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ICO decisions demonstrate willingness to issue reprimands to organisations of all sizes

By Hans Allnutt, Justin Tivey and Becky Lea

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Published 06 December 2023

Overview

The ICO publishes details of enforcement action that they have taken, as well as periodic commentary on the lessons to be learned. These enforcement actions include prosecutions, monetary penalties, enforcement notices and as of earlier this year, reprimands. These decisions are published on the ICO's website and the reprimanded organisation is named.

The power of the ICO to issue reprimands is tucked away at Article 58(2)(b) of the UK GDPR. This corrective power takes the forms of a written statement from the ICO confirming that it considers that the organisation concerned has infringed provisions of the UK GDPR. The decision is published in full and sets out the reasons for the decision as well as making recommendations as to actions that the organisation should take and any aggravating or mitigating factors. The organisation may then be required to report back to the ICO within a certain timeframe to confirm the steps it has taken in order to correct the non-compliance.

From our review of the most recent decisions, it is clear that the ICO will issue reprimands to organisations of all shapes and sizes from local councils, private companies of all sizes and other public bodies such as police forces. These decisions show a particular concern with the measures taken by organisations to secure their data and the response to cyber incidents when they take place.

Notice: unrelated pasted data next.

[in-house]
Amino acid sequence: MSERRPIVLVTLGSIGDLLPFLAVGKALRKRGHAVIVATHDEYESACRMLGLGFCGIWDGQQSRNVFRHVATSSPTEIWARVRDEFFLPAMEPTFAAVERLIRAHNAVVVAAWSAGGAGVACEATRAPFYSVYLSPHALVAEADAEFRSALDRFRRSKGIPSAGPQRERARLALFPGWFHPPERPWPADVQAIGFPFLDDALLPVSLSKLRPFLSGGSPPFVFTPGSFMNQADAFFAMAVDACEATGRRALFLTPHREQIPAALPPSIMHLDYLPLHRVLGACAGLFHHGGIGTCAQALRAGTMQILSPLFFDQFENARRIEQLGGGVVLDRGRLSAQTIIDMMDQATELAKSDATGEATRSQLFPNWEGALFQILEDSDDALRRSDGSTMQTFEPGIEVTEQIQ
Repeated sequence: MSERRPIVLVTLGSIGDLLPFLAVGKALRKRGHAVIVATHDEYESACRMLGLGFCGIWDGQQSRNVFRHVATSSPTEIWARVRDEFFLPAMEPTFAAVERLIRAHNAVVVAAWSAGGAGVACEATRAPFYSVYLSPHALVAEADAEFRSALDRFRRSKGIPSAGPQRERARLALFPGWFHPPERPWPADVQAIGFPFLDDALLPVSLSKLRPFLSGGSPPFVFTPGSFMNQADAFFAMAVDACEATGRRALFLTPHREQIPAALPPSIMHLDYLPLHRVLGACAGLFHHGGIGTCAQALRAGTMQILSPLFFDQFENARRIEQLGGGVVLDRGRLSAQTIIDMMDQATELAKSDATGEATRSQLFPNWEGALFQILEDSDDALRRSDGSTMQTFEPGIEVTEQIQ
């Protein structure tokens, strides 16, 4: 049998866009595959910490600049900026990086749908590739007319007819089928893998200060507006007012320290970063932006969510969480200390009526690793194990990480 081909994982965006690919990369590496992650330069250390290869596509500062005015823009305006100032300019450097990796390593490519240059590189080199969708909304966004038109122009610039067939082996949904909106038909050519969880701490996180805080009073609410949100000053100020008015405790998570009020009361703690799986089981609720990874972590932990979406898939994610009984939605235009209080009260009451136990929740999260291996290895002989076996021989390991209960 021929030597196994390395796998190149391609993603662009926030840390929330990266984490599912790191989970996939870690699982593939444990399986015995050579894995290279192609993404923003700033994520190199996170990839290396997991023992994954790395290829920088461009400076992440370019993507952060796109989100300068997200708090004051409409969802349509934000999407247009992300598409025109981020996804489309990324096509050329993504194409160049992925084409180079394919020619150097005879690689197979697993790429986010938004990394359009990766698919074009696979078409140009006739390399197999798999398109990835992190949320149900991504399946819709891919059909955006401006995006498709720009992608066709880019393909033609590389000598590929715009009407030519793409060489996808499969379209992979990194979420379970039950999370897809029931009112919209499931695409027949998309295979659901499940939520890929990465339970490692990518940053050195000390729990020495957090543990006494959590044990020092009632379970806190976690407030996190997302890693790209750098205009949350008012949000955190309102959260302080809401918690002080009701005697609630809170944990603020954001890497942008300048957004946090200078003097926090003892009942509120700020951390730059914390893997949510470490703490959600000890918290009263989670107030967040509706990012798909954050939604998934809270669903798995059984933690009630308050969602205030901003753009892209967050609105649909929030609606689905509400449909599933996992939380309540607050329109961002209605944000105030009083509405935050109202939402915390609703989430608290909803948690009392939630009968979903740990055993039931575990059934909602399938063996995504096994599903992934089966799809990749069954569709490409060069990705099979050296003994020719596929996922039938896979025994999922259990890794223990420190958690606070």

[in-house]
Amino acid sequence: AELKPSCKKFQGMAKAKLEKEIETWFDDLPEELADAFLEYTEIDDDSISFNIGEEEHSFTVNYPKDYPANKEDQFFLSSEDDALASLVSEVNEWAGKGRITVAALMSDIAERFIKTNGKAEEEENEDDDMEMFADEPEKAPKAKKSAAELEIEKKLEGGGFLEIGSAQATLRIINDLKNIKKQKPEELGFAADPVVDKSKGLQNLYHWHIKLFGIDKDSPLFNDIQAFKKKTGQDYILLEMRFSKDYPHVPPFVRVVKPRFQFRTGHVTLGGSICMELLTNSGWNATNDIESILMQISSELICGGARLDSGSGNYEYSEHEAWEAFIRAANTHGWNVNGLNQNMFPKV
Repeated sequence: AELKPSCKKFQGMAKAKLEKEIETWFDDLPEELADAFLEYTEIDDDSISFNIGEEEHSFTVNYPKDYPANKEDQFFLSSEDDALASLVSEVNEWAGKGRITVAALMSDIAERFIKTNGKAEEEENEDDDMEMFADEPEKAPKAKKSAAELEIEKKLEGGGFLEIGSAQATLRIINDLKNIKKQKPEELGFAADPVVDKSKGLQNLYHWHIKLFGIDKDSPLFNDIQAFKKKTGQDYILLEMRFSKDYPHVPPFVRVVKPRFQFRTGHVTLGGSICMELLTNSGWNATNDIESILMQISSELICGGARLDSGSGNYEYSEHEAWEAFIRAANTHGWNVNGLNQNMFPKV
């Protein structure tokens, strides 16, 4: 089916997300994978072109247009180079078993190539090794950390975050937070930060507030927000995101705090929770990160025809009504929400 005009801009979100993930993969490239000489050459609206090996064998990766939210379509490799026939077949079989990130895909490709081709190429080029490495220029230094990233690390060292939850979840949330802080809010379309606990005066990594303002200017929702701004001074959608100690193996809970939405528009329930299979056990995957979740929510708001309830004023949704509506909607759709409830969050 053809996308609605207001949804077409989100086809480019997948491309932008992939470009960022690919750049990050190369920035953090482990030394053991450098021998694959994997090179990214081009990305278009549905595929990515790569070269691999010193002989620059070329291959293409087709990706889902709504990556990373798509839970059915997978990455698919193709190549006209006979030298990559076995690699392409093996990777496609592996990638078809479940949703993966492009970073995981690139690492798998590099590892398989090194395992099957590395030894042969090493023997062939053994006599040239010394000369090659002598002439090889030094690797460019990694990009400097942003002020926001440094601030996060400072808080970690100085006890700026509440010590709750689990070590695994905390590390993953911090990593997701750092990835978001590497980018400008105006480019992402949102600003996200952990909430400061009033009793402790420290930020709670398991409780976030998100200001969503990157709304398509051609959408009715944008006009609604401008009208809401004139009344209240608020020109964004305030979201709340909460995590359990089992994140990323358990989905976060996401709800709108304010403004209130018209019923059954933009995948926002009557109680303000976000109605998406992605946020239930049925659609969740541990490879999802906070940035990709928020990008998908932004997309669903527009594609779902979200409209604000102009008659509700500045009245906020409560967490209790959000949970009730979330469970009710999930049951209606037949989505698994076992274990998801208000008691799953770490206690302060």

In accordance with Article 5(1)(f) provides that personal data shall be "processed in a manner that ensures appropriate security of the personal data, including protection against unauthorised or unlawful processing and accidental loss, destruction or damage, using appropriate technical or organisation measures." This is the "integrity and confidentiality" principle. Article 32(1)(b) also states “taking into account the state of the art, the costs of implementation and the nature, scope, context and purposes of processing as well as the risk of varying likelihood and severity for the rights and freedoms of natural persons, the controller and the processor shall implement appropriate technical and organisational measures to ensure a level of security appropriate to the risk”.

The recent decisions show that the ICO are willing to issue reprimands where they have not been satisfied with the technological and security measures taken by organisations of all sizes. The infringements referred to in recent reprimand decisions include:

  • No clear "Bring Your Own Device" policy.
  • Inadequate account lock-out policies.
  • A failure to have multi-factor authentication in place, particularly on Remote Desktop solutions.
  • A failure to have a suitable contract with an external IT provider that defined adequately security responsibilities or the level of security required.

The ICO also takes into account the nature of the organisations' business and where, for example, it includes financial transactions, additional security measures such as MFA or formal accreditations (such the NCSC's Cyber Essentials) are expected.

For data controllers, the publication of reprimands increase the potential for negative publicity as well as the risk of reputational damage in the event that the ICO take the view that the security measures in place prior to the incident and/or that the organisation's response to the incident were not adequate. However, it is clear that the ICO's intention behind their decision to publish not only enforcement action, but reprimands, is that all organisations may learn from the mistakes of others, encourage behaviour change and avoid any such infringements. As such, the reasoning and recommended actions set out in the ICO's decisions will provide useful information for data and security teams keen to avoid getting on the wrong side of the regulator.

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